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What Would Happen If Ultra Low Taxation Were Adopted

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I have been reading some stuff on some sort of 'Tea Party' movement in the States - and its movement to the UK. Some mob have set themselves up and allied themselves with the Taxpayers' Alliance.

This lot are described as 'ultra right wing'. Leaving aside the various nasty connotations that the words 'ultra right wing' bring to mind, what would happen if their central financial tenet - low taxation - was put into place?

What would happen if, for example, income tax was cut to 10p across the board (no higher rate).

Obviously your first instinct would be that government could not function without the tax revenue that would be lost. But, how much would be lost?

If people found themselves with somewhere between another couple of hundred and a thousand pounds a month extra in their paypackets, what would happen? My thoughts are that there would be huge increase in demand for everything. People would think they'd won the pools - they'd be out for meals, off for the week-end, extra holidays, new cars, new tellies - etc etc. You would have a consumer boom without the increase in debt. Every penny spent would create demand and jobs. Every job created would create more demand etc. Every time money is spent tax is charged (VAT and tax on profits) so some of the lost tax would find its way back to the exchequer.

IF a way could be found to prevent people from spending their suddenly increased take home pay on servicing bigger mortgages - i.e. strict lending controls, rigidly enforced so that the only boom you got was in spending, not borrowing - surely, after a couple of years, tax revenues overall would increase as the velocity of money around the economy increased.

I guess a side product would be some inflation but globalization ought to take care of some of that pressure and a bit of moderate inflation would get the debts paid down more easily.

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I have been reading some stuff on some sort of 'Tea Party' movement in the States - and its movement to the UK. Some mob have set themselves up and allied themselves with the Taxpayers' Alliance.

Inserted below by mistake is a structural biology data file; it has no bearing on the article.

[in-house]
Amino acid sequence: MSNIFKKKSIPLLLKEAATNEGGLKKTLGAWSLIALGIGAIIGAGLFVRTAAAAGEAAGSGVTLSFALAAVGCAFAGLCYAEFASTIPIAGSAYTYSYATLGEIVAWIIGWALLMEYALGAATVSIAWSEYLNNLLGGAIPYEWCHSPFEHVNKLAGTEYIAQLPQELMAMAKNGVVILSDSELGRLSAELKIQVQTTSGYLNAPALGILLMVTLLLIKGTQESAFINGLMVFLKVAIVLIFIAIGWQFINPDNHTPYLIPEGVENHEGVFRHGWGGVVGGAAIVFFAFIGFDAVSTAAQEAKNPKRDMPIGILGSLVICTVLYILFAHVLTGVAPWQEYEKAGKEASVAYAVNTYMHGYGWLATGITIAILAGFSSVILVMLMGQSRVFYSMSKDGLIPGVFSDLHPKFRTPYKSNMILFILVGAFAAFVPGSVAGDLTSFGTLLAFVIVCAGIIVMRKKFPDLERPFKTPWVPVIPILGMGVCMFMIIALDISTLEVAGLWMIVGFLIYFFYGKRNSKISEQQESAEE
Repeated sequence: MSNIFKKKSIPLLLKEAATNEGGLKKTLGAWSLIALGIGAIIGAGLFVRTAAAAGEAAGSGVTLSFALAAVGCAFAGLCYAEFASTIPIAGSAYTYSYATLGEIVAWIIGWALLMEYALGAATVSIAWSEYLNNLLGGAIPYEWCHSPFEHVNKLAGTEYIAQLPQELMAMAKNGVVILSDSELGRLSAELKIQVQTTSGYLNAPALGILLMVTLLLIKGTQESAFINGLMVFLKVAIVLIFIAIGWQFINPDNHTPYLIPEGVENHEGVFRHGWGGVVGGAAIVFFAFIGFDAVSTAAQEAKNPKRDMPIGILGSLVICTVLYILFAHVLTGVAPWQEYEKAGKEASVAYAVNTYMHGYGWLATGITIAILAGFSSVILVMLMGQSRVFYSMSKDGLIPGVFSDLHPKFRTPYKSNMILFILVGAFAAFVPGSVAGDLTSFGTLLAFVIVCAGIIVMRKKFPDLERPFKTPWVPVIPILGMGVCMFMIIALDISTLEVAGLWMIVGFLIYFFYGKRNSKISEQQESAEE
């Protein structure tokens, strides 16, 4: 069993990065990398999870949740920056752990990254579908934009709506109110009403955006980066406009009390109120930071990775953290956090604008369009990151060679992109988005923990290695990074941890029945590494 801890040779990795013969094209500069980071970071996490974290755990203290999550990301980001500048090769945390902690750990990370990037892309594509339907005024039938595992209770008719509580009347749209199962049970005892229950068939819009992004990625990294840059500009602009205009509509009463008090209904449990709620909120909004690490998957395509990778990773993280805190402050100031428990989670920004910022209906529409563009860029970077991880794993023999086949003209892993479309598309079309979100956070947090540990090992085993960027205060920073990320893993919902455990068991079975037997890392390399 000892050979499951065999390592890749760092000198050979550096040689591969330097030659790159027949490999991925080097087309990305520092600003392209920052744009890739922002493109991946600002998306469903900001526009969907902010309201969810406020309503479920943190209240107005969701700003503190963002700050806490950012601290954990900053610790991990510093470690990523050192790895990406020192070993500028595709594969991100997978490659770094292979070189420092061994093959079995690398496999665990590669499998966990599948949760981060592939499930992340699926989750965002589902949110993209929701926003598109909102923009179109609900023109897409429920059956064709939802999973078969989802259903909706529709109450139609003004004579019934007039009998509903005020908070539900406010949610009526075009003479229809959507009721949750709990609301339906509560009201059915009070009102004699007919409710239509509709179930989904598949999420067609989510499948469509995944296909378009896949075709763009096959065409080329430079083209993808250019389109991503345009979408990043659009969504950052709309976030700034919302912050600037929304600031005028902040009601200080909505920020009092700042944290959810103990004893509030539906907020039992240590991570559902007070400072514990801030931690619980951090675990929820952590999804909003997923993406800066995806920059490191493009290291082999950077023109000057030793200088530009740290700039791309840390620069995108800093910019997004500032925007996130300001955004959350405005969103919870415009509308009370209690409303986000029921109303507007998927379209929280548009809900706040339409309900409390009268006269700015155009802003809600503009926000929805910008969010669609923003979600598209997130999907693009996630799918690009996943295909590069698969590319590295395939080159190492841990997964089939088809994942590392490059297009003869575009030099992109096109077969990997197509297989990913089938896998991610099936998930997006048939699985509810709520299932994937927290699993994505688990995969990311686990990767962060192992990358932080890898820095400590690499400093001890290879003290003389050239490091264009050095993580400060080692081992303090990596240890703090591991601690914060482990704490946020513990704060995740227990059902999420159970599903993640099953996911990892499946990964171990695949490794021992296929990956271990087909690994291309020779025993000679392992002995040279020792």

This lot are described as 'ultra right wing'. Leaving aside the various nasty connotations that the words 'ultra right wing' bring to mind, what would happen if their central financial tenet - low taxation - was put into place?

What would happen if, for example, income tax was cut to 10p across the board (no higher rate).

Obviously your first instinct would be that government could not function without the tax revenue that would be lost. But, how much would be lost?

If people found themselves with somewhere between another couple of hundred and a thousand pounds a month extra in their paypackets, what would happen? My thoughts are that there would be huge increase in demand for everything. People would think they'd won the pools - they'd be out for meals, off for the week-end, extra holidays, new cars, new tellies - etc etc. You would have a consumer boom without the increase in debt. Every penny spent would create demand and jobs. Every job created would create more demand etc. Every time money is spent tax is charged (VAT and tax on profits) so some of the lost tax would find its way back to the exchequer.

IF a way could be found to prevent people from spending their suddenly increased take home pay on servicing bigger mortgages - i.e. strict lending controls, rigidly enforced so that the only boom you got was in spending, not borrowing - surely, after a couple of years, tax revenues overall would increase as the velocity of money around the economy increased.

I guess a side product would be some inflation but globalization ought to take care of some of that pressure and a bit of moderate inflation would get the debts paid down more easily.

HK has an across the board 16.5% income tax, sometimes less, thing is it all goes on property prices though as the price of property is insane. Though consumerism is absolutely rampant, though this might be because there is bog all to do in HK no matter what people say. Unless you like hiking and or swimming.

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I have been reading some stuff on some sort of 'Tea Party' movement in the States - and its movement to the UK. Some mob have set themselves up and allied themselves with the Taxpayers' Alliance.